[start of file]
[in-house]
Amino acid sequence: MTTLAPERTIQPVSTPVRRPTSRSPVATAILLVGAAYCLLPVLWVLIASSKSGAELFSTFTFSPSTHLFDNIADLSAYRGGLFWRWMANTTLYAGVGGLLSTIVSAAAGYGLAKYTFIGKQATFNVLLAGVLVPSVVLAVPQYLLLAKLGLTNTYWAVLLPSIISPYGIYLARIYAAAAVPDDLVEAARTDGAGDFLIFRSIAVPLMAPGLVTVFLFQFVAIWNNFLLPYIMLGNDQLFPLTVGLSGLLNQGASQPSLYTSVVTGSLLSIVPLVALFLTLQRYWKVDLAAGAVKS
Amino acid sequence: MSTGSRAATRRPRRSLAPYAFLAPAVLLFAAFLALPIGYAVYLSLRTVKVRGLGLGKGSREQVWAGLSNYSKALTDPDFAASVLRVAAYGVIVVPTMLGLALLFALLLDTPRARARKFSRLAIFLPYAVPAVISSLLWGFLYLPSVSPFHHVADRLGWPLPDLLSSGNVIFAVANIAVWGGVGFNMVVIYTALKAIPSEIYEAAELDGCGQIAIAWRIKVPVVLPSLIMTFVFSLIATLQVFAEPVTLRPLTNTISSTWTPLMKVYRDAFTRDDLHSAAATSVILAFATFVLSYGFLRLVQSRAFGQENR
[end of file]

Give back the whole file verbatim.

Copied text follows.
[in-house]
Amino acid sequence: MTTLAPERTIQPVSTPVRRPTSRSPVATAILLVGAAYCLLPVLWVLIASSKSGAELFSTFTFSPSTHLFDNIADLSAYRGGLFWRWMANTTLYAGVGGLLSTIVSAAAGYGLAKYTFIGKQATFNVLLAGVLVPSVVLAVPQYLLLAKLGLTNTYWAVLLPSIISPYGIYLARIYAAAAVPDDLVEAARTDGAGDFLIFRSIAVPLMAPGLVTVFLFQFVAIWNNFLLPYIMLGNDQLFPLTVGLSGLLNQGASQPSLYTSVVTGSLLSIVPLVALFLTLQRYWKVDLAAGAVKS
Amino acid sequence: MSTGSRAATRRPRRSLAPYAFLAPAVLLFAAFLALPIGYAVYLSLRTVKVRGLGLGKGSREQVWAGLSNYSKALTDPDFAASVLRVAAYGVIVVPTMLGLALLFALLLDTPRARARKFSRLAIFLPYAVPAVISSLLWGFLYLPSVSPFHHVADRLGWPLPDLLSSGNVIFAVANIAVWGGVGFNMVVIYTALKAIPSEIYEAAELDGCGQIAIAWRIKVPVVLPSLIMTFVFSLIATLQVFAEPVTLRPLTNTISSTWTPLMKVYRDAFTRDDLHSAAATSVILAFATFVLSYGFLRLVQSRAFGQENR